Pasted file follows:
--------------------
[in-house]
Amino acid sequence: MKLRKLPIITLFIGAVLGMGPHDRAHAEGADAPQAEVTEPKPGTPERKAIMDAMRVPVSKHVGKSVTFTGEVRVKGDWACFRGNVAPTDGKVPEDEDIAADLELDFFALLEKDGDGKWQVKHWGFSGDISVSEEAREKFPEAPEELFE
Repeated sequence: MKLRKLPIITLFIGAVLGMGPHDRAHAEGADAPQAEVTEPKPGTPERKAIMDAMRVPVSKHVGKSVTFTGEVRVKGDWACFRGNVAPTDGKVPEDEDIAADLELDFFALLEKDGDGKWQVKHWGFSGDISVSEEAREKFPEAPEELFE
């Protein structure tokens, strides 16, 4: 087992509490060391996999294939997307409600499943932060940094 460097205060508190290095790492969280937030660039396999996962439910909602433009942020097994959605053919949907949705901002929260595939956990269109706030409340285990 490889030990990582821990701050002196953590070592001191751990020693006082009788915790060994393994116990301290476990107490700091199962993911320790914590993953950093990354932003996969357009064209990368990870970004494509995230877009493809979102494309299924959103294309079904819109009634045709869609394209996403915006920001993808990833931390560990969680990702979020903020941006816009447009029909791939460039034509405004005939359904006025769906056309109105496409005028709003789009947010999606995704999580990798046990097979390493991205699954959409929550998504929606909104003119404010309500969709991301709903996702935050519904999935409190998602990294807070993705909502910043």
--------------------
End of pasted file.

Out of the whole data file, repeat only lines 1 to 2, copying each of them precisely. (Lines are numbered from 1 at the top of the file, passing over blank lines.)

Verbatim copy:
[in-house]
Amino acid sequence: MKLRKLPIITLFIGAVLGMGPHDRAHAEGADAPQAEVTEPKPGTPERKAIMDAMRVPVSKHVGKSVTFTGEVRVKGDWACFRGNVAPTDGKVPEDEDIAADLELDFFALLEKDGDGKWQVKHWGFSGDISVSEEAREKFPEAPEELFE